1.  Walker's 3 months' reinstatement period had then expired. (Civ.Code, s 2924c.)

2.  There was conflicting testimony as to whether the tender was conditional on an ‘assignment’ or only ‘subrogation.’ The trial court determined the conflict by its finding 14: ‘The Court finds that no offer of payment of the note of defendant was ever made to defendant by anyone except on condition that the defendant assign his said promissory note and deed of trust.’

3.  Under Rule 12a, the record on appeal was augmented by inclusion of the superior court file, which contains a Memorandum and Order for Judgment in which the trial judge said (and his findings carried forth his declarations):‘We are concerned here with a Second Deed of Trust securing a Note to Mr. A. E. Joseph. The claim asserted by Mr. Dale Lee under his Note and Deed of Trust as pleaded is far down the list. The evidence is that there are a number of creditors' lien rights intervening between the Second Trust Deed and that under which Mr. Lee claims.‘If the plaintiff has a bonafide Note and Deed of Trust there is no doubt that he is entitled to the relief sought. The Court has concluded that the rights he asserts, if any, are not bonafide.‘The evidence is clear that after the obligation due Mr. A. E. Joseph was in default, the debtor attempted to have the loan reinstated. It was not reinstated due to bad performance of the obligation under the Note and Deed of Trust. So far as the evidence here indicates, Mr. Walker, the Walker Oil Co., and Economic Services, Inc. are one and the same.‘We are convinced that Mr. Walker having been turned down upon his application for reinstatement devised the scheme of giving the Note and Trust Deed to Lee, his attorney, who in his own name and without disclosing his principal did attempt to secure the subrogation sought while at any time Walker could have paid and discharged the obligation of the Note and Trust Deed held by Mr. A. E. Joseph. The testimony is clear that he refused to do this. He did not bid in at the foreclosure sale; he still had the right of redemption following the sale.‘Purpose and design is, therefore, evident. The acquisition of the Trust Deed and Note by way of assignment would enable foreclosure to be made by Lee wiping out all of the subordinate creditors of Walker and his enterprise who claim liens against the property. It is intimated that Mr. A. E. Joseph and his counsel realized that such a procedure by Walker acting through a dummy might be in fraud of creditors. * * * They refused to do anything that was not strictly called for by the Deed of Trust, namely, reconveyance of the property and cancellation of the note upon payment. The uncontradicted evidence that an offer was made to pay a bonus of $2,000.00 ‘under the table’ gives a key to the character of the transaction with which we are now concerned.‘Mr. Lee asks us to believe that the $2,000.00 Note secured by the Trust Deed here involved was tendered him both for services to Mr. Walker and for his agreement not to press the judgment which he had secured for Brinks. There is no evidence that this arrangement was officially made by him on behalf of Brinks. It permits us to infer it was a contract by which he was to receive $2,000.00 ‘under the table’ to defer action which otherwise he was bound to take on behalf of his client, Brinks. Either this arrangement never existed—in which case Lee's testimony is untrue—or, if true, it existed in contravention of his duty to Brinks, so far as the evidence indicates. When a Court scrutinizes such a contract made by an attorney in reference to his duties, it should not hesitate to strike it down as being void and in contravention of good public policy. To be given $2,000.00 to secure slight delay in collection of a $2,080.00 judgment is inherently improbable.‘The testimony that the $2,000.00 Note also was in recognition of services by Lee to Walker, and following the assertions relative thereto, is like chasing a rat through a pile of rocks. The nature and character of such services is most sketchy. Again, a problem of credibility arises and we do not believe the testimony. No attorney, as alert as Mr. Lee showed himself to be upon the witness stand, would ever have been so imprecise in regard to his services or his basis for compensation.‘Even if a bare legal right may appear to have been established by presumptions, this Court asked for an equitable remedy must do equity as well, and will not permit its processes to be used as an instrument of fraud.‘The evidence is uncontradicted that the First Trust Deed held by Seaside Oil Company and paramount to the Second Trust Deed held by Mr. Joseph likewise was in default. Mr. Joseph made arrangements to reinstate the First Trust Deed or else the Second would have been wiped out carrying with it any rights which the Lee Trust Deed purported to maintain.‘In an action such as this to compel specific performance by way of assignment of the Second Trust Deed, the plaintiff would have had to do equity extending to the obligations assumed by Mr. Joseph under the First. This has not been done.’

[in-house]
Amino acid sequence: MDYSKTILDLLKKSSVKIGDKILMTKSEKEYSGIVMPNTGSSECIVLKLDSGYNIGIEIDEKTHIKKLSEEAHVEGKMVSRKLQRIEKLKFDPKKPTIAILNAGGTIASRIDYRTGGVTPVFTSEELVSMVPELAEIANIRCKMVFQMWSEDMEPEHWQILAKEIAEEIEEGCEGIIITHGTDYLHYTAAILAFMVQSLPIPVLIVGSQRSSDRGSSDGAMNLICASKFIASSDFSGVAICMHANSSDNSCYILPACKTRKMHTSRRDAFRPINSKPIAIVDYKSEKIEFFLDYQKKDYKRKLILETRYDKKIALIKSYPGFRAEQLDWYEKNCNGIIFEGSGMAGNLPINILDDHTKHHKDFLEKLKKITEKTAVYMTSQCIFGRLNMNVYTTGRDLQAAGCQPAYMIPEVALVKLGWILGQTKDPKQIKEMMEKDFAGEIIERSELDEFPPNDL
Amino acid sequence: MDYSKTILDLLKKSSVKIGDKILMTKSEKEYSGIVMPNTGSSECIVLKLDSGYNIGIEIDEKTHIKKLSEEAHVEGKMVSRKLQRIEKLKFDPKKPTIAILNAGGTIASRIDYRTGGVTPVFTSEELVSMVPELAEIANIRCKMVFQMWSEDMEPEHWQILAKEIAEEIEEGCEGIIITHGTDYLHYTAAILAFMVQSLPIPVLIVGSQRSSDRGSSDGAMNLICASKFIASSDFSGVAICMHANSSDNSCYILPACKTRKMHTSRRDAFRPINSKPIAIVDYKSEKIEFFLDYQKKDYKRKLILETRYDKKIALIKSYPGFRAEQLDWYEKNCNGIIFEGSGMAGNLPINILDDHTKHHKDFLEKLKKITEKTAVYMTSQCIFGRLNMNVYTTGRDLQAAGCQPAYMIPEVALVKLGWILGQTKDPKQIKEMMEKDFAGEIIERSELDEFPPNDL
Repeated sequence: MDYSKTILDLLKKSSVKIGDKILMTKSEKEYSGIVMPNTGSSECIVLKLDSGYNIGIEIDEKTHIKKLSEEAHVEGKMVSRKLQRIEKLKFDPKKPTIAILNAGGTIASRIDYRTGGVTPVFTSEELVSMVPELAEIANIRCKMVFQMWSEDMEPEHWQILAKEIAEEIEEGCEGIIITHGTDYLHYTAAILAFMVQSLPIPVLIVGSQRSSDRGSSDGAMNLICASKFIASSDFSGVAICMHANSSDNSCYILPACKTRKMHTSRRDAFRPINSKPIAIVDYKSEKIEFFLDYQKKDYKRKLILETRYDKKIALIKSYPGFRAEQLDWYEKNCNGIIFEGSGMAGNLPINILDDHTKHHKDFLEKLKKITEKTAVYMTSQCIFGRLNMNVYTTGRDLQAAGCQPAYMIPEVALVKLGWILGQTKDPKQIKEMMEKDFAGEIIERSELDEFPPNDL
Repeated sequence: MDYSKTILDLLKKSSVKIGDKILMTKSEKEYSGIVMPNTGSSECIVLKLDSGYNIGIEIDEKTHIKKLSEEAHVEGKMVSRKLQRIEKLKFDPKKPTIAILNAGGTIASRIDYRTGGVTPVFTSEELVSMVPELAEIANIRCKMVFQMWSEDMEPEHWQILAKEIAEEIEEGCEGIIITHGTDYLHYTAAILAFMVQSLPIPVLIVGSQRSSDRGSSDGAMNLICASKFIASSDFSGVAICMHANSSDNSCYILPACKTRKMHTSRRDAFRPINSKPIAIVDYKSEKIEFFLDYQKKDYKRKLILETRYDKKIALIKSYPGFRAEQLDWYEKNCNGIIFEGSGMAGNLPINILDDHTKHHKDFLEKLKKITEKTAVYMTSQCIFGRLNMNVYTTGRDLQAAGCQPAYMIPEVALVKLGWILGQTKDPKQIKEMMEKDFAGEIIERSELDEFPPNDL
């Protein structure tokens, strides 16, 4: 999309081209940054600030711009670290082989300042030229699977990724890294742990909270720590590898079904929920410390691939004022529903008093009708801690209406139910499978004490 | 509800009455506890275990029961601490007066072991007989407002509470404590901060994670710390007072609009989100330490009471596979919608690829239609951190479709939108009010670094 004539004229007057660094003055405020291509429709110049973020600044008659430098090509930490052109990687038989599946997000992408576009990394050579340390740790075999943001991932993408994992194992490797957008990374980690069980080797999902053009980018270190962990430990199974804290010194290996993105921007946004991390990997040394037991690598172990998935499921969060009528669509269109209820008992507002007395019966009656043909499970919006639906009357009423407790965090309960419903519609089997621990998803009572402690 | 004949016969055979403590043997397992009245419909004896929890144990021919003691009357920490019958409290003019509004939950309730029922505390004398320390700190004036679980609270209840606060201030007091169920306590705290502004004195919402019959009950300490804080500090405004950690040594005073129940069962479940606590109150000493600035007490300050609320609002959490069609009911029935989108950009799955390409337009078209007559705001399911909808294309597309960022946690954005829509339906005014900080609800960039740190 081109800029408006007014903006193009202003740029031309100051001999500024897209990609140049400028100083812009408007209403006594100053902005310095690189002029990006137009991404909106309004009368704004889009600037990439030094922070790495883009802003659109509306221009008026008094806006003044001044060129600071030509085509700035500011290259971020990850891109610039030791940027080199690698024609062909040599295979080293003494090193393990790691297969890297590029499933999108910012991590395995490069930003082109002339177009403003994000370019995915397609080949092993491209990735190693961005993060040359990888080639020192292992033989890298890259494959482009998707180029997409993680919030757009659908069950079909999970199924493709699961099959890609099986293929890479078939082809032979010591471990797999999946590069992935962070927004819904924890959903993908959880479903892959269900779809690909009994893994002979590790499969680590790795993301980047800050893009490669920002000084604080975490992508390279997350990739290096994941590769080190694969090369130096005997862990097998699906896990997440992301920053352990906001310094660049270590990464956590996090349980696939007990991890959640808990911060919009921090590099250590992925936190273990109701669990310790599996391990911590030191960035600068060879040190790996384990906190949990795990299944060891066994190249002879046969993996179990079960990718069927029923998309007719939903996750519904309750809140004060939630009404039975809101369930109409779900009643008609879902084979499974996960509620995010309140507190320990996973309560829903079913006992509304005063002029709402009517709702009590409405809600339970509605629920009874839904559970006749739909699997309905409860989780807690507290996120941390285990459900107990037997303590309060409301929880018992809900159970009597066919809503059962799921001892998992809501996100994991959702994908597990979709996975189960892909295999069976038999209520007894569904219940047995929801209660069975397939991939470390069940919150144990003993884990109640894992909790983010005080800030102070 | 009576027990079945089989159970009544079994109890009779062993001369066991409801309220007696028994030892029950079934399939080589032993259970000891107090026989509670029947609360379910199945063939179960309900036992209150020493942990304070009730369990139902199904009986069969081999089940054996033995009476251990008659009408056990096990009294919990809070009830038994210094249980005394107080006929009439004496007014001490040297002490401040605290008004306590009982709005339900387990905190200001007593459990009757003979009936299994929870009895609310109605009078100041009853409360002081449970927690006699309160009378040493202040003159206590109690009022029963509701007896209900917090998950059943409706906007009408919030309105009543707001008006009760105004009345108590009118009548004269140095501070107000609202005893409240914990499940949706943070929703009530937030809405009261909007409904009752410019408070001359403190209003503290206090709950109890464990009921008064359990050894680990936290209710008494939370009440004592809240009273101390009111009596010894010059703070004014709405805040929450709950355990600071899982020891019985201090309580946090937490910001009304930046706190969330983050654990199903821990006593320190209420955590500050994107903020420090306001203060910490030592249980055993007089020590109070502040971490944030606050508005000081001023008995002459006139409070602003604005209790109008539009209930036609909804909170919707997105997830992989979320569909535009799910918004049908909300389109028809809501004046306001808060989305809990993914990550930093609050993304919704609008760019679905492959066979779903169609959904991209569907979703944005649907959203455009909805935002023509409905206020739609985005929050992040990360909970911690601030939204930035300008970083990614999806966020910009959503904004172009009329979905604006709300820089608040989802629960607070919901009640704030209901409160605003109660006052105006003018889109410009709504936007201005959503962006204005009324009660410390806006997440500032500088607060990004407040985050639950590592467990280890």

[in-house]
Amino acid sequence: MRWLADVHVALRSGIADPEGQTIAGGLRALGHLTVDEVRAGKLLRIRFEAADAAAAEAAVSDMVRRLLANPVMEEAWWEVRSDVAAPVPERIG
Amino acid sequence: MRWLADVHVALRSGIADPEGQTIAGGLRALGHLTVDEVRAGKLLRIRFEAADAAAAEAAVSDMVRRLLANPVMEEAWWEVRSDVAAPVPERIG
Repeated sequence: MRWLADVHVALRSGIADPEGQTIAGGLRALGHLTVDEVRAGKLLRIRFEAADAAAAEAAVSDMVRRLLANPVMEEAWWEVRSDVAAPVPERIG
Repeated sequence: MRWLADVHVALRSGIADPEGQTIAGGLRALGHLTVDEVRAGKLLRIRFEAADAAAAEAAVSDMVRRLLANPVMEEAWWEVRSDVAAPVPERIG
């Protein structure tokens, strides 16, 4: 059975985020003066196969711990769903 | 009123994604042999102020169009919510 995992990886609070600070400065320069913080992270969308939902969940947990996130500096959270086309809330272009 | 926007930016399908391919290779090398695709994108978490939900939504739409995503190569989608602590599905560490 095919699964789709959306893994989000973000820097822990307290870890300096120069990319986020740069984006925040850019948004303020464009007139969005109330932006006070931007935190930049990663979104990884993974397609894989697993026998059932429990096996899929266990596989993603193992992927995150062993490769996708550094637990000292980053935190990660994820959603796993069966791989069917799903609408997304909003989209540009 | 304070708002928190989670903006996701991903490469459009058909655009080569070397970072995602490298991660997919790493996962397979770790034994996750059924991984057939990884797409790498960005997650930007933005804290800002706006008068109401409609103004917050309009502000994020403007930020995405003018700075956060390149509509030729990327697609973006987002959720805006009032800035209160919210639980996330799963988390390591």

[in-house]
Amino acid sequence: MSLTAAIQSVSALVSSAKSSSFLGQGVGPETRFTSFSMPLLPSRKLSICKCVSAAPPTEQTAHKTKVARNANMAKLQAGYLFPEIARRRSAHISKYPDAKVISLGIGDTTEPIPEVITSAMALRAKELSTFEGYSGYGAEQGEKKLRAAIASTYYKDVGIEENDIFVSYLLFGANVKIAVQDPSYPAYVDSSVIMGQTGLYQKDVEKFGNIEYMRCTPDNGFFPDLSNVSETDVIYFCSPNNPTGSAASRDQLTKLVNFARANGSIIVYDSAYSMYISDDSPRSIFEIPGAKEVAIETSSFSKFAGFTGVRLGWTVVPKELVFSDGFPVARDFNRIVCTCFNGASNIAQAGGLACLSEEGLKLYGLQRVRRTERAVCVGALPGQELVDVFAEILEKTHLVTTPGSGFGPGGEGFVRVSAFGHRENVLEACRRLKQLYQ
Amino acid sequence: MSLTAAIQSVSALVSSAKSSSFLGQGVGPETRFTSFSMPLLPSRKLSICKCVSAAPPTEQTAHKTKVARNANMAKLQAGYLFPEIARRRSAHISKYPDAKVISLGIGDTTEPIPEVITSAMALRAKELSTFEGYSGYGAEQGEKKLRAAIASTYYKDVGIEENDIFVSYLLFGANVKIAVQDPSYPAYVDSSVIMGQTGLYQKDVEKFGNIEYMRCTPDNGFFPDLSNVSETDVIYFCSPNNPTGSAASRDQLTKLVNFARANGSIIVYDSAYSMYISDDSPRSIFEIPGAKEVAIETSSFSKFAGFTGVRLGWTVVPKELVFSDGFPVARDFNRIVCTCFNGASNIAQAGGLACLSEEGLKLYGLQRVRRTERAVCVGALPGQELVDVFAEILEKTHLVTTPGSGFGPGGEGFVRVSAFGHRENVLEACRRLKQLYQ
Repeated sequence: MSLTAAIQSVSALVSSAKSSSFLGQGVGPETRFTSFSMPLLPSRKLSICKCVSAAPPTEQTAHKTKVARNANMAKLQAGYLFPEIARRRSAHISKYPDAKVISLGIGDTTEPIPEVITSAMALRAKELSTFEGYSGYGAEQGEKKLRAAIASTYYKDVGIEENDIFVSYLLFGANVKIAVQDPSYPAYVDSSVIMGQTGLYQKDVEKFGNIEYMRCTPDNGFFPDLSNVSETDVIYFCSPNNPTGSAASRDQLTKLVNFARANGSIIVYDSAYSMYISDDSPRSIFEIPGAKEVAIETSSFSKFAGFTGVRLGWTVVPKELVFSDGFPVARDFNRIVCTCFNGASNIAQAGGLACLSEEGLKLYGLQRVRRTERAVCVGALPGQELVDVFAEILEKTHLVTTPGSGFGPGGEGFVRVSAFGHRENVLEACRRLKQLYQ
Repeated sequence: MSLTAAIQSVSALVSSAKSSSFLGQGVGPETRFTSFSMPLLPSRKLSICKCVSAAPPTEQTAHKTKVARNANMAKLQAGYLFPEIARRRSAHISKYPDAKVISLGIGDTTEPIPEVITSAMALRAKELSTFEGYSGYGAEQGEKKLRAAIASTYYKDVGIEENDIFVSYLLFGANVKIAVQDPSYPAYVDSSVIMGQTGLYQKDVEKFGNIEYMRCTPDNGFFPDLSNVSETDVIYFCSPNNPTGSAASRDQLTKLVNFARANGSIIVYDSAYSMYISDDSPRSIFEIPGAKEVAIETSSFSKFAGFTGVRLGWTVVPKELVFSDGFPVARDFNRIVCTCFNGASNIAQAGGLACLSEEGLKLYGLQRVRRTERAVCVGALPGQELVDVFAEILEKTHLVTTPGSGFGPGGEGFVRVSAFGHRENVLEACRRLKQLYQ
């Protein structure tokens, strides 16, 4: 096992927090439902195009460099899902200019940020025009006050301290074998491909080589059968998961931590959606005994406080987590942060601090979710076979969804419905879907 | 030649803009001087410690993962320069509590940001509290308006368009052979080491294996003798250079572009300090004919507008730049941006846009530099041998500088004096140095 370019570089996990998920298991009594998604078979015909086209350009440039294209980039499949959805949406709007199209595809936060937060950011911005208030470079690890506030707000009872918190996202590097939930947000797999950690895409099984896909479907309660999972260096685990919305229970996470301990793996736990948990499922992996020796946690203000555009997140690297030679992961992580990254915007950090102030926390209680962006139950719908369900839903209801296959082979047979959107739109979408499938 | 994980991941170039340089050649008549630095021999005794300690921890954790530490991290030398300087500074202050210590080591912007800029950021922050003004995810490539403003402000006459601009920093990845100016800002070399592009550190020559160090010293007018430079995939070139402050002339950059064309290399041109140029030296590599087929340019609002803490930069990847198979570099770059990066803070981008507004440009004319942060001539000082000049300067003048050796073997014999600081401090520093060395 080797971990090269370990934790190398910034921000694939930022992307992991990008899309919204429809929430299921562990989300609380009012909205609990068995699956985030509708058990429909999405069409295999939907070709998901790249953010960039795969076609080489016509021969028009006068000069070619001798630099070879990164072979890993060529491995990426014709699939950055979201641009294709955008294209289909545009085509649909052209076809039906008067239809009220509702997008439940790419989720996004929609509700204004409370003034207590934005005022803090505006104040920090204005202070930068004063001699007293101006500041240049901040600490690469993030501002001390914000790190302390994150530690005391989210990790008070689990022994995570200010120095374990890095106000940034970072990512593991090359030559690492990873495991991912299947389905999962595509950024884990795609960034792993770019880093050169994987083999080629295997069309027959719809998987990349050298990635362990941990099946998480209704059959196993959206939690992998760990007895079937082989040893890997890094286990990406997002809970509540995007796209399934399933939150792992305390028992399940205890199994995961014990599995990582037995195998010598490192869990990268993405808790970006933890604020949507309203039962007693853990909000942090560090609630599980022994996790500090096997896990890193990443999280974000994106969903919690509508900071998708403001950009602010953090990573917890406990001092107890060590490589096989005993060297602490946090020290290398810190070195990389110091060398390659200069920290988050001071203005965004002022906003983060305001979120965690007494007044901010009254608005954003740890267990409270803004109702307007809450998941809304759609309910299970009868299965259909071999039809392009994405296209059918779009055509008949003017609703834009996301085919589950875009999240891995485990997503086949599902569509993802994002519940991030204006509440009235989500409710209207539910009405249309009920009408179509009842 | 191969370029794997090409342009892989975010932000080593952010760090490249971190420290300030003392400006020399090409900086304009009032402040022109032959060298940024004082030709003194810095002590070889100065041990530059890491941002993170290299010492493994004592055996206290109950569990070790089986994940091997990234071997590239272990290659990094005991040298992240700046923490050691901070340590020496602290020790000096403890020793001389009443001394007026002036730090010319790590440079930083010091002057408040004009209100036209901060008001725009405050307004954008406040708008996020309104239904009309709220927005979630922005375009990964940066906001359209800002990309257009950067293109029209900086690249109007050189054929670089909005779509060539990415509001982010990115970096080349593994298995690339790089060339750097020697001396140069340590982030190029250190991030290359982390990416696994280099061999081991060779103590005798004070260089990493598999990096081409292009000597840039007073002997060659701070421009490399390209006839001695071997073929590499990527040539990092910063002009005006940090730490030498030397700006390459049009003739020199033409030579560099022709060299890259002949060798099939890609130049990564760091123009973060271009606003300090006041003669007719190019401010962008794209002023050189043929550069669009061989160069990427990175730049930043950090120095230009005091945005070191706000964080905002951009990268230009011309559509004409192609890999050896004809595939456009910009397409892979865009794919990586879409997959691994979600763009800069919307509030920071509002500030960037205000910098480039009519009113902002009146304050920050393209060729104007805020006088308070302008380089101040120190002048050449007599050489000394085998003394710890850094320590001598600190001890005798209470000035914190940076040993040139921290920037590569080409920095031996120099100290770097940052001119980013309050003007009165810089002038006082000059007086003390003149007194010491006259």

4.  Civil Code s 2903:‘Every person, having an interest in property subject to a lien, has a right to redeem it from the lien, at any time after the claim is due, and before his right of redemption is foreclosed, and, by such redemption, becomes subrogated to all the benefits of the lien, as against all owners of other interests in the property, except in so far as he was bound to make such redemption for their benefit.’Civil Code s 2904:‘One who has a lien inferior to another, upon the same property, has a right:‘1. To redeem the property in the same manner as its owner might, from the superior lien; and,‘2. To be subrogated to all the benefits of the superior lien, when necessary for the protection of his interests, upon satisfying the claim secured thereby.’Civil Code s 2905:‘Redemption from a lien is made by performing, or offering to perform, the act for the performance of which it is a security, and paying, or offering to pay, the damages, if any, to which the holder of the lien is entitled for delay.’

5.  Lee specifically testified he had not even an equitable interest in the tendered monies.

6.  See footnote 2, p. 471.

STEPHENS, Associate Justice.

KAUS, P.J., and AISO, J. pro tem.,* concur.